SAFE SCHOOLS RESOURCES, INCREASED STUDENT FUNDING AMONG TOP PRIORITIES FOR FLORIDA’S CHARTER SCHOOL MOVEMENT
Tallahassee, FL – In preparation for the 2019 Florida legislative session, the Florida Charter School Alliance (FCSA) surveyed 400 member charter schools across the state. Member schools range from independent programs to network schools. Their responses were used to develop the FCSA legislative platform that will guide the organization’s advocacy efforts this legislative session, and throughout the year at the school district level.
“Our member schools are most concerned with securing equitable per-student funding, increasing capital outlay, and the expansion of the guardian program to meet safe schools mandates,” explained Lynn Norman-Teck, FCSA Executive Director. “Funding for student mental health services and training programs for educators were also among the top concerns.”
The FCSA legislative priorities are:
- Per Student Funding – Support for fair and equitable funding for all public school students in Florida
- Continued Support for Charter School Capital Outlay
- Expand the availability of the Guardian Program
- Continued funding for student mental health services and training programs for educators
On a local level, a number of school leaders expressed concern with an increase in district reporting directives that often exceed requirements as outlined in state statute. “We will not only meet with Education committee members but plan to reach out to all the legislators, especially new legislators, to share data about the positive impact charter schools have made in Florida, especially among minority students,” said Norman-Teck. According to a 2015-2016 Florida Department of Education report, in 65 of the 77 comparisons of charter and district-run schools, students enrolled in charter schools demonstrated higher rates of grade level performance (scoring a level three or above on the statewide assessment); and the percentage of students making learning gains was higher in charter schools in 82 of the 96 comparisons. In 22 separate comparisons, the achievement gap was lower for charter school students in 20 of the comparisons. Charter schools have also been instrumental in helping close the achievement gap between minority and non-minority students.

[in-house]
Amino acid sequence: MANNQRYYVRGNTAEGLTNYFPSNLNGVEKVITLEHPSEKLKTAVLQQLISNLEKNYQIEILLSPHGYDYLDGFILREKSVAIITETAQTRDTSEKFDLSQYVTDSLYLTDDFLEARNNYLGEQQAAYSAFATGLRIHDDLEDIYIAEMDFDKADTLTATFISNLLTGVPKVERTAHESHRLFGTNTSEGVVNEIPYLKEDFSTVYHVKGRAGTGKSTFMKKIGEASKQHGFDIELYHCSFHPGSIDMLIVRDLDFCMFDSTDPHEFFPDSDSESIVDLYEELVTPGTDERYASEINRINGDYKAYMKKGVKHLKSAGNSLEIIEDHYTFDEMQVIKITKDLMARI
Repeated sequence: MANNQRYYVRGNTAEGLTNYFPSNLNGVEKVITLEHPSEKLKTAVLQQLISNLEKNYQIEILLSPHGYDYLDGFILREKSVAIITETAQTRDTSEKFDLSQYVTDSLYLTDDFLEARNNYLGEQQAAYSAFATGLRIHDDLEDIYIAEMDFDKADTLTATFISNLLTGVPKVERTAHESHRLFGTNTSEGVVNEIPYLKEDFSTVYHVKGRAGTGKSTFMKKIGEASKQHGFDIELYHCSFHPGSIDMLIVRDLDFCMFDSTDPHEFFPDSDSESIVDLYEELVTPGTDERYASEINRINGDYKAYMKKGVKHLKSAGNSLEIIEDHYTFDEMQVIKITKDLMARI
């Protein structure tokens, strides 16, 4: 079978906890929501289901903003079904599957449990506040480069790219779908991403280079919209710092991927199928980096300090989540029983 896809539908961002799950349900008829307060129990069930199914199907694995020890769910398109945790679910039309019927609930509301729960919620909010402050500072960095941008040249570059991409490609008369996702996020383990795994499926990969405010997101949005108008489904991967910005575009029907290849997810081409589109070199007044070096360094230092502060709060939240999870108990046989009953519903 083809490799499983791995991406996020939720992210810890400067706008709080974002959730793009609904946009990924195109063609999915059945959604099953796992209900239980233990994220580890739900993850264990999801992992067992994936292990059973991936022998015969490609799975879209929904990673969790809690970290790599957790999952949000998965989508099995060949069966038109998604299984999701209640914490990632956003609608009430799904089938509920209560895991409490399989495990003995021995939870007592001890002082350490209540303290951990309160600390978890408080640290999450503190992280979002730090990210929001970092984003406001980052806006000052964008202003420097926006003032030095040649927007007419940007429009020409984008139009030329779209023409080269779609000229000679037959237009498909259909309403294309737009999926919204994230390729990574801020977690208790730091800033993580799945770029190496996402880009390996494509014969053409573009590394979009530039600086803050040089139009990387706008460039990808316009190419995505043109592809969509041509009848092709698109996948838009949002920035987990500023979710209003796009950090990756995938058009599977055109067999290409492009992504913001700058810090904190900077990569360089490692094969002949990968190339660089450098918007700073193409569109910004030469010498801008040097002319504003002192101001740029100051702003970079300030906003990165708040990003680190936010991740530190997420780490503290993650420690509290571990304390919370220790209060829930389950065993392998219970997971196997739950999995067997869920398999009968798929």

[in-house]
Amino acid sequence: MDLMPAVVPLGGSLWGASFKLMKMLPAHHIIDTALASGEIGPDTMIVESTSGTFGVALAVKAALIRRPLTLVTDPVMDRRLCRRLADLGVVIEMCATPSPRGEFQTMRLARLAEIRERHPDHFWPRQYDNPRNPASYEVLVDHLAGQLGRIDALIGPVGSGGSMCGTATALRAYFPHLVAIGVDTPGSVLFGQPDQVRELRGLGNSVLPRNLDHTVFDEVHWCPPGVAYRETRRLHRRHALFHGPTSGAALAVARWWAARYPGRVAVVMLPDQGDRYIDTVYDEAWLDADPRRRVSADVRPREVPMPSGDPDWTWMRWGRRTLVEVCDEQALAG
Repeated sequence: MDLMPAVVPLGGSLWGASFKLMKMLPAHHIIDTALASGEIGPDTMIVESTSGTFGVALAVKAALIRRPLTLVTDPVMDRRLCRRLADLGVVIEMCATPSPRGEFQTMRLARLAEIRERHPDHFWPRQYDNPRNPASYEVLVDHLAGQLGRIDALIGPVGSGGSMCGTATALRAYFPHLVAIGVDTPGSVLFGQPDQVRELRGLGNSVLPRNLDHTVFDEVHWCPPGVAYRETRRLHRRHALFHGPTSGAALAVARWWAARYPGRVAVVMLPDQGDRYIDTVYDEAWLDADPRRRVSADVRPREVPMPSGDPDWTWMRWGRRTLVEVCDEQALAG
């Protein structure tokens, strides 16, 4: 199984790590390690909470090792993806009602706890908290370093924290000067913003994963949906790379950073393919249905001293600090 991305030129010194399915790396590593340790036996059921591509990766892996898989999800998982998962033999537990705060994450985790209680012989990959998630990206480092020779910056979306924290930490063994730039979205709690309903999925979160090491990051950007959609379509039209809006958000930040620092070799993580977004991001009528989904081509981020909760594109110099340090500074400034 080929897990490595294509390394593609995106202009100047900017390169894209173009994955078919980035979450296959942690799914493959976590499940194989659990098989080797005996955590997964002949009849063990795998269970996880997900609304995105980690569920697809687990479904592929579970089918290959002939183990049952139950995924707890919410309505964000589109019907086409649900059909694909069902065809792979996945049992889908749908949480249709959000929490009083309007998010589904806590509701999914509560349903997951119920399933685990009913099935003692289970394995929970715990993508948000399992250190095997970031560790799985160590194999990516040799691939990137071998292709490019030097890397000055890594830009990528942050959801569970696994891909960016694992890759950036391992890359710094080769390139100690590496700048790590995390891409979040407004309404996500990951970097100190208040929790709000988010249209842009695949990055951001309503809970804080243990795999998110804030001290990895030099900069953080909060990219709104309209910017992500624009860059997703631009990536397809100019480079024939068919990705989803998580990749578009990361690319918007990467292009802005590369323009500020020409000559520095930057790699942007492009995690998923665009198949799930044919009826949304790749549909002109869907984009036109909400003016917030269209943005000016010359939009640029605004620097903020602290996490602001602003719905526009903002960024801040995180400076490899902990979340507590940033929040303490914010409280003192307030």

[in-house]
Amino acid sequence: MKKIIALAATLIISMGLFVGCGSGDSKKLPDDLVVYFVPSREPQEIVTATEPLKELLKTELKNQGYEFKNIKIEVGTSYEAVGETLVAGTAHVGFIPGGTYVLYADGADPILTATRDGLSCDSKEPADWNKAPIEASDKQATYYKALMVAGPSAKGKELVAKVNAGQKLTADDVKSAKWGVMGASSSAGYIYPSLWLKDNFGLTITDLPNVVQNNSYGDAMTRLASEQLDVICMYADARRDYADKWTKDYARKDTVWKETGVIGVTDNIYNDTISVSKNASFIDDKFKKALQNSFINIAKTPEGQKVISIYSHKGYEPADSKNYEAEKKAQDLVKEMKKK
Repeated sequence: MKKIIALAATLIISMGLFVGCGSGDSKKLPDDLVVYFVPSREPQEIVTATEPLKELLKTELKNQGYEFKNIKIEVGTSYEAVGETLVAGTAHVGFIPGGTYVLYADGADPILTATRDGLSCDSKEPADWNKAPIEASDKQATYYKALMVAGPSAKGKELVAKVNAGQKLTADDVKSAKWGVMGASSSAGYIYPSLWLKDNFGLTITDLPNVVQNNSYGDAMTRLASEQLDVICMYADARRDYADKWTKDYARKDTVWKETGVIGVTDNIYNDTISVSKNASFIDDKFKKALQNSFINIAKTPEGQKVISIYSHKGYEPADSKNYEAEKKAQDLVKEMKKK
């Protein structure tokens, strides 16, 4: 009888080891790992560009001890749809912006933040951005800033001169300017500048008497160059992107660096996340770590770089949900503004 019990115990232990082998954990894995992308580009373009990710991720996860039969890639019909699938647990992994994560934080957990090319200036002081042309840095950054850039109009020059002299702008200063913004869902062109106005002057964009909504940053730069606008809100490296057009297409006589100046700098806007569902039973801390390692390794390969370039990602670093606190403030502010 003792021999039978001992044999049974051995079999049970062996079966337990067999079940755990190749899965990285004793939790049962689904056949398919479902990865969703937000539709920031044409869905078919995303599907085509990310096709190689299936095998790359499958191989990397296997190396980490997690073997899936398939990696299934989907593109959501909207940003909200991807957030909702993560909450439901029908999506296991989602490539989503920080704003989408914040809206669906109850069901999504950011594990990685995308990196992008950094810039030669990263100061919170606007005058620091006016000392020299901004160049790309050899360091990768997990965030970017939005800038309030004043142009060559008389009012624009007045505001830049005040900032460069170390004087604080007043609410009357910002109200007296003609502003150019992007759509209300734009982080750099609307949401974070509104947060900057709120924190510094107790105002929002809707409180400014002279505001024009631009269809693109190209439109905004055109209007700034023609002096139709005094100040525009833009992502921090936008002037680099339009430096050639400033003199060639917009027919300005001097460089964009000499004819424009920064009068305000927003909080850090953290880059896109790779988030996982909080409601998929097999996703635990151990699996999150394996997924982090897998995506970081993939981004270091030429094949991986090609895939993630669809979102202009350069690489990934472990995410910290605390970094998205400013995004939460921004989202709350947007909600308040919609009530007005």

Public charter schools have been an integral part of Florida’s K-12 system of public education since 1996. Charter Schools offer an array of educational programs – ranging from urban to rural campuses, from programs specializing in exceptional students or drop-off prevention, to unique classical curriculum, and college-prep programs in high need areas yet all our member schools have a common thread – a steadfast commitment to raising the bar on public education and providing a quality education option to the children and communities they serve. There are more than 297,000 students currently enrolled in a public charter schools in Florida. Charter schools serve a greater percentage of minority students than their district-run counterparts, and continue to help students make great academic strides.
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